Sun Trust Bank has been running an ad on Pandora lately. It features a mother talking about how one year, when funds were tight, her family wrote letters to each other instead of purchasing gifts. While her family was skeptical at first, they ultimately appreciated the letters and were reminded that the Christmas season is about family.
Here in the US we have entered into the “holiday season,” a time of generosity contrasted with materialism, the sacred juxtaposed with the commercial. It is so easy to get caught up in the public celebrations of “the holidays” that we lose sight of what Christmas is all about. I have a unique perspective on this; I spent many years living in a traditionally Buddhist country, and I observed how they focused on the secular elements of the Christmas celebration. Each year, I clearly felt something was missing; for me, Christmas is not Christmas without a celebration of the coming of our Savior. It may be cheesy, but the expression “Jesus is the reason for the season” has always resonated with me.
We must be careful to make sure that this element is not missing from our celebrations this year. How can we do this? I believe thankfulness is the antidote for the commercialism and greed that can be so rampant at this time of the year, and I believe it is no coincidence that the doorway to the holiday season in the US is Thanksgiving Day. It sets our hearts in the right attitude, if we can only guard it through Black Friday and to the end of December.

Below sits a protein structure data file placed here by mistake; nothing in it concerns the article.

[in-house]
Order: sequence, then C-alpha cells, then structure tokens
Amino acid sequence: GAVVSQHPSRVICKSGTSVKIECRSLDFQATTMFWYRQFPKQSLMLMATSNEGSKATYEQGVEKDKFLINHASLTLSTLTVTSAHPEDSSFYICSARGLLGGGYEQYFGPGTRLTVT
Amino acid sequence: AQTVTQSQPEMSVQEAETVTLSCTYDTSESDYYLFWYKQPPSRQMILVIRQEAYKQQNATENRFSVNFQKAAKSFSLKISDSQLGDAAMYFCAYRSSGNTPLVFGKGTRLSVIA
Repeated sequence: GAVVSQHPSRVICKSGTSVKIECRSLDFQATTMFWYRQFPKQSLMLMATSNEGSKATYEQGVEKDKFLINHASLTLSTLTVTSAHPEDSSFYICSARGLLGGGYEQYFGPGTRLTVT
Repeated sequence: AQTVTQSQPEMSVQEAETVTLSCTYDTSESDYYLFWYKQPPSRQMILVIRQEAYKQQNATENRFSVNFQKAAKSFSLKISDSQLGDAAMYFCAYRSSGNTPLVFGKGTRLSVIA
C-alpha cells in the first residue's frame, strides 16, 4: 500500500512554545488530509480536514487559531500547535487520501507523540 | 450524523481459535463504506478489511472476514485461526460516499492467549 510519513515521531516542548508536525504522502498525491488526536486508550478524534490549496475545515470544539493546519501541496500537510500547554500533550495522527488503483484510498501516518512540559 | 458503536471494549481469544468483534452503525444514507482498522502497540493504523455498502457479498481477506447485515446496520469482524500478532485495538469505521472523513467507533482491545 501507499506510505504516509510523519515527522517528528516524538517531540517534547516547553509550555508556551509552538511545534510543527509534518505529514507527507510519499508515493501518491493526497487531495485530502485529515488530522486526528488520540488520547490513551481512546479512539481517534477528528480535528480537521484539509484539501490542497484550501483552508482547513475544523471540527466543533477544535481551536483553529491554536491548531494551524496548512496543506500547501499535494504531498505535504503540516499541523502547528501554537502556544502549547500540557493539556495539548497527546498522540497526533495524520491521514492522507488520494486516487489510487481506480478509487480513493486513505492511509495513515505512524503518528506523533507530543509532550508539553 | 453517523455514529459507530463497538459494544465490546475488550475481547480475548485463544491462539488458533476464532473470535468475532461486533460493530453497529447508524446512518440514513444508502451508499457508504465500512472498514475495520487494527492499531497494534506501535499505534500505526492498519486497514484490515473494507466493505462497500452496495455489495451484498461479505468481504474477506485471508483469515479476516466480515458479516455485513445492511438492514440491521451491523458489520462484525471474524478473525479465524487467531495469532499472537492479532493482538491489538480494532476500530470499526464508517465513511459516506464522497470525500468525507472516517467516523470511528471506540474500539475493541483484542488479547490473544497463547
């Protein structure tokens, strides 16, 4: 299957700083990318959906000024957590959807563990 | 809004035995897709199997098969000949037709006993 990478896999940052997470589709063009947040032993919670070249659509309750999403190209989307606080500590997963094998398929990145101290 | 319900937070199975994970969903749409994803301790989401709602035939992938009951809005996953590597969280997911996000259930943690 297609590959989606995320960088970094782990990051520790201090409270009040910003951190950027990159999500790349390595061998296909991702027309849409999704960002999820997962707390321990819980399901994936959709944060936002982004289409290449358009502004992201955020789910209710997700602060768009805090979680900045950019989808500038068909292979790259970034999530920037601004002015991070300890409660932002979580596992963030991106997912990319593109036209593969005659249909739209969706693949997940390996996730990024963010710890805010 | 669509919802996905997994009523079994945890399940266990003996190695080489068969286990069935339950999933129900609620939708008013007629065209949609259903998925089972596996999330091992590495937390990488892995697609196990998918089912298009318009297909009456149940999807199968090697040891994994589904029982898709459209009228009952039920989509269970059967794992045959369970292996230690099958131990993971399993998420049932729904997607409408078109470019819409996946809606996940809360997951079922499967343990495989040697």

We are often exhorted to be thankful, but what does that really mean? While “thanks” or “thanksgiving” are mentioned all throughout the Bible, especially in the Book of Psalms and in the New Testament Epistles, did you realize that thankfulness is not one of the fruits of the Spirit? I found this surprising, and it implies that thankfulness has its origin not with God but with us; it is our attitude towards God, our choice in how we respond, a deliberate decision.
In Leviticus, God gave Moses instructions for offering sacrifices. Among these were the peace offerings, of which one was the thanksgiving offering. According to Jewish scholars, the peace offering was a sign of friendship with God, and it affirmed that the person offering the sacrifice was in covenant with God. Another characteristic is that the peace offerings were spontaneously offered; there were no set times for these offerings, so they were initiated by individuals.
These details indicate to me that it is my choice, my decision, my deliberate act to be thankful. Thanksgiving is more than optimism or positive thinking; it is a choice to focus my attention on the very real blessings of God which can bring a fresh sense of security and well-being no matter the circumstances. I don’t believe it to be a denial of reality to look at my current situation, with all the challenges I am facing, and declare how thankful I am for the life I have.
I know that many find themselves in harsh circumstances, and it may be difficult to find something to be thankful for. If this is your case, you can start with this list of five things to thank God for, provided by Pastor Rick Warren in his message Being Thankful Even in Bad Times:
- The grace God has shown us
- The plans God has for us
- The promise God will never leave us
- The changes God is making in us
- The home God has prepared for us (heaven)
During this Christmas season, I challenge you to deliberately set yourself to be thankful, not just on Thanksgiving Day but throughout this season and the rest of the year. Join me as I challenge myself to daily thank God for His blessings. Be mindful to thank those around you for their love, support, and presence in your life. As you do, you will find yourself better able to extend God’s love and grace to those around you, no matter your circumstances.
Links and Resources
Rick Warren – Being Thankful Even In Bad Times
100 Bible Verses on Thankfulness
Articles on Jewish peace offerings: